Shell ready for more cost cuts as earnings fall 87 percent on weak oil prices
By Karolin Schaps and Ron Bousso
LONDON (Reuters) - Royal Dutch Shell, Europe's largest oil company, reported its lowest annual income in over a decade on Thursday and said it would take further steps to cut costs to cope with weak oil prices if needed.
Shell, whose shareholders last week approved its takeover of rival BG Group, said 2015 income fell 87 percent to $1.94 billion, in line with analysts' estimates, as its oil and gas production unit took a big hit from slumping oil prices.
Shares in Shell, which offer a dividend yield of above 8 percent, were trading up 6.4 percent at 5.36 a.m. ET, outperforming the European oil and gas company index which was up 3.4 percent.
"Most divisions came in towards the top end of management's guidance range, which we view as positive," said Biraj Borkhataria, equity analyst at RBC Capital Markets.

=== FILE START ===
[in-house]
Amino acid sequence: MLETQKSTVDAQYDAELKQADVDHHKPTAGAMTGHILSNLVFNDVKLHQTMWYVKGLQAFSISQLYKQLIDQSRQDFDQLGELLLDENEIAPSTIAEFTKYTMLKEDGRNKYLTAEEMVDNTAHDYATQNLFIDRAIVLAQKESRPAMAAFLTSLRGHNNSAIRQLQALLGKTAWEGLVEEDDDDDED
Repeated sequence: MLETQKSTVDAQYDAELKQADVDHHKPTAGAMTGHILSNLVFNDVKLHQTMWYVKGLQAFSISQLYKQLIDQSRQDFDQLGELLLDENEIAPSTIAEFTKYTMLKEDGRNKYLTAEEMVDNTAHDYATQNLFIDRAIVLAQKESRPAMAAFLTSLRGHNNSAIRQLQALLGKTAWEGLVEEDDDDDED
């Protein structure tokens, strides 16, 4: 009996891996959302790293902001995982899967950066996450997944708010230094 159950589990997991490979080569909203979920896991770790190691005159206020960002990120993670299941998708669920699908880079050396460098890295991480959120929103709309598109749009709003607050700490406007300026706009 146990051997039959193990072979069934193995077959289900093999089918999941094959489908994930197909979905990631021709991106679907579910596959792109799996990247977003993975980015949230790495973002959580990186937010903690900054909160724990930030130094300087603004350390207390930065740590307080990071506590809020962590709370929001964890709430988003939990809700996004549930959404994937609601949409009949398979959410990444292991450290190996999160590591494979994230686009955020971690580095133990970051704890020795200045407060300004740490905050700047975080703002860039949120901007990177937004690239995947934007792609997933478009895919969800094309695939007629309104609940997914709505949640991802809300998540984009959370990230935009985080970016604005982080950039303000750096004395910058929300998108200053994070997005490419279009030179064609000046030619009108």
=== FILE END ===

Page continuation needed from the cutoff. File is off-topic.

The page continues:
Shell's earnings are the latest demonstration of how badly oil producers are suffering from a 75 percent fall in oil prices since mid-2014. The world's largest oil company, ExxonMobil, this week reported its smallest quarterly profit in more than a decade, while BP's 2015 loss was its biggest ever.
Norway's Statoil said on Thursday it would cut 2016 capital expenditure (capex) by $1.7 billion year on year, while U.S. producer ConocoPhilips reduced its quarterly dividend.
"Shell will take further impactful decisions to manage through the oil price downturn, should conditions warrant that," Chief Executive Ben van Beurden said in a statement. Shell maintained its annual dividend payment of $1.88 per share.
Shell is reducing investment, cutting nearly 10,000 jobs and selling assets to cope with the downturn. The CEO told reporters he believed oil prices had reached, or were near, the bottom of the cycle, pointing to growing demand. Continued...